The Conservative party says that, if re-elected, it would increase the income threshold from £60,000 to £120,000 — but the problem doesn’t exactly go away. “Moving the threshold up just reduces the number of people caught,” says Andrew Parkes, national technical director at Andersen, a tax consultancy. “But for those who are, their tax rate increases when it is already over 50 per cent: arguably more unfair.” 

Then there’s the personal allowance trap. In England and Wales, a 60 per cent rate of income tax doesn’t officially exist, but it is hiding in plain sight for people earning between £100,000 and £125,000, as their tax-free personal allowance (currently £12,570) is gradually withdrawn. Higher earners have a simple solution to retain both child benefit and the personal allowance. “Someone with £110,000 income who makes a £10,000 pension contribution would retain their personal allowance so would get 60 per cent relief on the pension contribution,” says Gary Smith who works in financial planning at Evelyn Partners. But not everyone earning at this level can afford to make the additional pension contributions.

The disparity between capital gains tax (CGT) and income tax is another bug bear, with some experts pleased to see the Liberal Democrats include in their manifesto the alignment of CGT with income tax rates. “If you can disguise income as capital, straight away there’s an issue,” says Christopher Thorpe, technical officer at the Chartered Institute of Taxation.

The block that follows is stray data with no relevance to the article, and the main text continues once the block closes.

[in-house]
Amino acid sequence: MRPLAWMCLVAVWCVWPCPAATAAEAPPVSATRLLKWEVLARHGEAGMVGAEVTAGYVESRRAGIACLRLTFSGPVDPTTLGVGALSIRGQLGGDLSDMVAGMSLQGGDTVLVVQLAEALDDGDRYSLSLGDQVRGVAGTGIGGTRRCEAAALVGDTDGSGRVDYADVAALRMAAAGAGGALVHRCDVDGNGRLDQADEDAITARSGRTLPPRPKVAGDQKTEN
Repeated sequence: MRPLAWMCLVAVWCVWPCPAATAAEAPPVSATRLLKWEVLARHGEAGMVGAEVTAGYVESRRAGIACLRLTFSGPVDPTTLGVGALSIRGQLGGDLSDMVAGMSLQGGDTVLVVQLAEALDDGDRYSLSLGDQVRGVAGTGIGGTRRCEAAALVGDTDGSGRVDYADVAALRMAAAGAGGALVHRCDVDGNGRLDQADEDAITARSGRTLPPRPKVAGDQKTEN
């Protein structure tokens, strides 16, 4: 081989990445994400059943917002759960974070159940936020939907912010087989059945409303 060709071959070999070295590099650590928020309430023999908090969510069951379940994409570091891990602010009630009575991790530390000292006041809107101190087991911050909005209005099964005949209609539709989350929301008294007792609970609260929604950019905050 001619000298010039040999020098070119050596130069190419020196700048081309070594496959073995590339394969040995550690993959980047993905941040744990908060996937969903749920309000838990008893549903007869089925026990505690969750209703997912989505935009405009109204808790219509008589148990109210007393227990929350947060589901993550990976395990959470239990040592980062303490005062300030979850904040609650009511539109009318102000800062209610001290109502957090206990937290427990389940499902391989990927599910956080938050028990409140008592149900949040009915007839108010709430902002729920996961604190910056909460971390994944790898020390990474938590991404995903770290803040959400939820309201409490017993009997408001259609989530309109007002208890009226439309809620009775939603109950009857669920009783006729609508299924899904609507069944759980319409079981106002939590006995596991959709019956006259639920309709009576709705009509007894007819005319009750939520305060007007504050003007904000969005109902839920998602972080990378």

Take “carried interest”, a share of profits earned by general partners of private equity, venture capital, and hedge funds, paid if a fund achieves a specified minimum return. Thorpe says: “In 1987, the government agreed this would be taxed as capital but it’s an anomaly, it should be taxed as income.” A Labour government is likely to treat this as a performance-related bonus that should be taxed as income.

But it’s the weird world of inheritance tax (IHT) planning that throws up some of the most bizarre anomalies.